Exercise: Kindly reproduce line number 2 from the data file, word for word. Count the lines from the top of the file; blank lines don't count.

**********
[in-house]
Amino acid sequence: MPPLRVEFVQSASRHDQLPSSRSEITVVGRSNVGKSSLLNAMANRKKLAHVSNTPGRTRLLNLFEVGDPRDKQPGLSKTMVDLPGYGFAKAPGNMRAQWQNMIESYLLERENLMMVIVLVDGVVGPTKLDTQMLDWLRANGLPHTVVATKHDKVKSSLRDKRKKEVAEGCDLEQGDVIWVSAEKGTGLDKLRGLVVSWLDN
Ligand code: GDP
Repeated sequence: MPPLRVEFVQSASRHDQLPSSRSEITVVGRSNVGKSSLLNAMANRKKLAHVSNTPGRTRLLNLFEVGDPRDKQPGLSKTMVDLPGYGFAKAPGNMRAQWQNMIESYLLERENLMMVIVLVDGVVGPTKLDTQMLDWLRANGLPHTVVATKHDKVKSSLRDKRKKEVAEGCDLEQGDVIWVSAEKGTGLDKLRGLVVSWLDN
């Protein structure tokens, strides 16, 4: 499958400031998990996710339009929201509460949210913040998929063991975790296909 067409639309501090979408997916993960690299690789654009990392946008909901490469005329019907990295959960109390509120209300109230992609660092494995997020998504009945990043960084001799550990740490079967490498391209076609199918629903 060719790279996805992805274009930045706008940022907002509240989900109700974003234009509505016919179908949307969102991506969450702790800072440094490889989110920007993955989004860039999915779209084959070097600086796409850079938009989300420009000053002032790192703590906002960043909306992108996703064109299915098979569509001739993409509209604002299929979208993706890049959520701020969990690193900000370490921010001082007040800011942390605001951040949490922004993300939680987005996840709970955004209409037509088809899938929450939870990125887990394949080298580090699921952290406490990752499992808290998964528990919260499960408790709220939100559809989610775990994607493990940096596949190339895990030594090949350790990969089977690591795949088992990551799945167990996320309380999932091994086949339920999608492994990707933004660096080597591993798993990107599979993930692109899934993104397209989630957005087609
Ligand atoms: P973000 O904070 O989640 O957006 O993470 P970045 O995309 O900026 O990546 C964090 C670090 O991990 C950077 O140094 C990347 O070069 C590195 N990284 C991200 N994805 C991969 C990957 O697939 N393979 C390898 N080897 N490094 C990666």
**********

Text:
Amino acid sequence: MPPLRVEFVQSASRHDQLPSSRSEITVVGRSNVGKSSLLNAMANRKKLAHVSNTPGRTRLLNLFEVGDPRDKQPGLSKTMVDLPGYGFAKAPGNMRAQWQNMIESYLLERENLMMVIVLVDGVVGPTKLDTQMLDWLRANGLPHTVVATKHDKVKSSLRDKRKKEVAEGCDLEQGDVIWVSAEKGTGLDKLRGLVVSWLDN